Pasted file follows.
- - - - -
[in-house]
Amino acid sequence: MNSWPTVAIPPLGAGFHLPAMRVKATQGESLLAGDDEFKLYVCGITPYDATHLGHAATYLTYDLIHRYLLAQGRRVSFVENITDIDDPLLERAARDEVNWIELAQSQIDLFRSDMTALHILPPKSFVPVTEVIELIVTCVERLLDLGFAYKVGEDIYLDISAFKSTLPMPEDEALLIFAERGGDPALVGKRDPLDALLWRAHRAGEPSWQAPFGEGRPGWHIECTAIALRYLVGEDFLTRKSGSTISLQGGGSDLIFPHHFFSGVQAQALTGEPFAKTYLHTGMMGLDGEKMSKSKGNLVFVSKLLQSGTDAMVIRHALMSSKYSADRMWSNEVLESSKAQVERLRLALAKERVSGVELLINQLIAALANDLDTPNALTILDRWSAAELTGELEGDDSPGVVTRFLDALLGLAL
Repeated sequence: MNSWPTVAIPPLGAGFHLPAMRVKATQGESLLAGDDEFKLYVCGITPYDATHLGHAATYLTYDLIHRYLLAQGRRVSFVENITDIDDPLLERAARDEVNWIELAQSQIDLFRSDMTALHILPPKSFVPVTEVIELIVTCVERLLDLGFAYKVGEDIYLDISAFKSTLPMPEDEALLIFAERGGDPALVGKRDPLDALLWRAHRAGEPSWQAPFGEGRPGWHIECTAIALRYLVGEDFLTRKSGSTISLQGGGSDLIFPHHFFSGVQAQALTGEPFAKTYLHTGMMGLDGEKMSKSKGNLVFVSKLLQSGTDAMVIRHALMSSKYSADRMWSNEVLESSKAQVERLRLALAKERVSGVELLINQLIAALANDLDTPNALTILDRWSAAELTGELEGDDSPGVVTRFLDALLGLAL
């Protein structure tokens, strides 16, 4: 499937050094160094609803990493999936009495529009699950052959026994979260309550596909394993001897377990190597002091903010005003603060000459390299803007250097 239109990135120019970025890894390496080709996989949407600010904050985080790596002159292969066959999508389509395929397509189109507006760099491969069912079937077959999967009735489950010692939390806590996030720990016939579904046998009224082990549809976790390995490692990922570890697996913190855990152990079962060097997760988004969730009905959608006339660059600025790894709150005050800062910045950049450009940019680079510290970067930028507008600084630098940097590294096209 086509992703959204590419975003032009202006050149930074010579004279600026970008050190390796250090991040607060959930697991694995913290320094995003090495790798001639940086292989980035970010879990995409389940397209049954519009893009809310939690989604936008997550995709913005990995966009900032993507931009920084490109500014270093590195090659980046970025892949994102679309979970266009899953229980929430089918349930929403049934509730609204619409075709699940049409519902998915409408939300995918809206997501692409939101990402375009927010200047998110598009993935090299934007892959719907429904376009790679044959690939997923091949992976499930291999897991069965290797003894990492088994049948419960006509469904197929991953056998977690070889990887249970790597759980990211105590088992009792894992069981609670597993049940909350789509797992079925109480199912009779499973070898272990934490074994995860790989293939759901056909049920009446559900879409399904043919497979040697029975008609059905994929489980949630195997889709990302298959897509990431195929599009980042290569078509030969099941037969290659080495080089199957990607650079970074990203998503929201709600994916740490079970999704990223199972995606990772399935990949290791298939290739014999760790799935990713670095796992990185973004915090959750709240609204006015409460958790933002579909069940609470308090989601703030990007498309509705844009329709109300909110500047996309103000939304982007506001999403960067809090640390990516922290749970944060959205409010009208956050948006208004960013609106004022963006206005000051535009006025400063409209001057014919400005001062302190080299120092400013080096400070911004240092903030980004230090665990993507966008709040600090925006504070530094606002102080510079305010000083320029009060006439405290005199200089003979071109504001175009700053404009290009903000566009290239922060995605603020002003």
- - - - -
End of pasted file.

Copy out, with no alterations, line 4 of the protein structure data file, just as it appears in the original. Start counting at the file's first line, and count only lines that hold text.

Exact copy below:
């Protein structure tokens, strides 16, 4: 499937050094160094609803990493999936009495529009699950052959026994979260309550596909394993001897377990190597002091903010005003603060000459390299803007250097 239109990135120019970025890894390496080709996989949407600010904050985080790596002159292969066959999508389509395929397509189109507006760099491969069912079937077959999967009735489950010692939390806590996030720990016939579904046998009224082990549809976790390995490692990922570890697996913190855990152990079962060097997760988004969730009905959608006339660059600025790894709150005050800062910045950049450009940019680079510290970067930028507008600084630098940097590294096209 086509992703959204590419975003032009202006050149930074010579004279600026970008050190390796250090991040607060959930697991694995913290320094995003090495790798001639940086292989980035970010879990995409389940397209049954519009893009809310939690989604936008997550995709913005990995966009900032993507931009920084490109500014270093590195090659980046970025892949994102679309979970266009899953229980929430089918349930929403049934509730609204619409075709699940049409519902998915409408939300995918809206997501692409939101990402375009927010200047998110598009993935090299934007892959719907429904376009790679044959690939997923091949992976499930291999897991069965290797003894990492088994049948419960006509469904197929991953056998977690070889990887249970790597759980990211105590088992009792894992069981609670597993049940909350789509797992079925109480199912009779499973070898272990934490074994995860790989293939759901056909049920009446559900879409399904043919497979040697029975008609059905994929489980949630195997889709990302298959897509990431195929599009980042290569078509030969099941037969290659080495080089199957990607650079970074990203998503929201709600994916740490079970999704990223199972995606990772399935990949290791298939290739014999760790799935990713670095796992990185973004915090959750709240609204006015409460958790933002579909069940609470308090989601703030990007498309509705844009329709109300909110500047996309103000939304982007506001999403960067809090640390990516922290749970944060959205409010009208956050948006208004960013609106004022963006206005000051535009006025400063409209001057014919400005001062302190080299120092400013080096400070911004240092903030980004230090665990993507966008709040600090925006504070530094606002102080510079305010000083320029009060006439405290005199200089003979071109504001175009700053404009290009903000566009290239922060995605603020002003």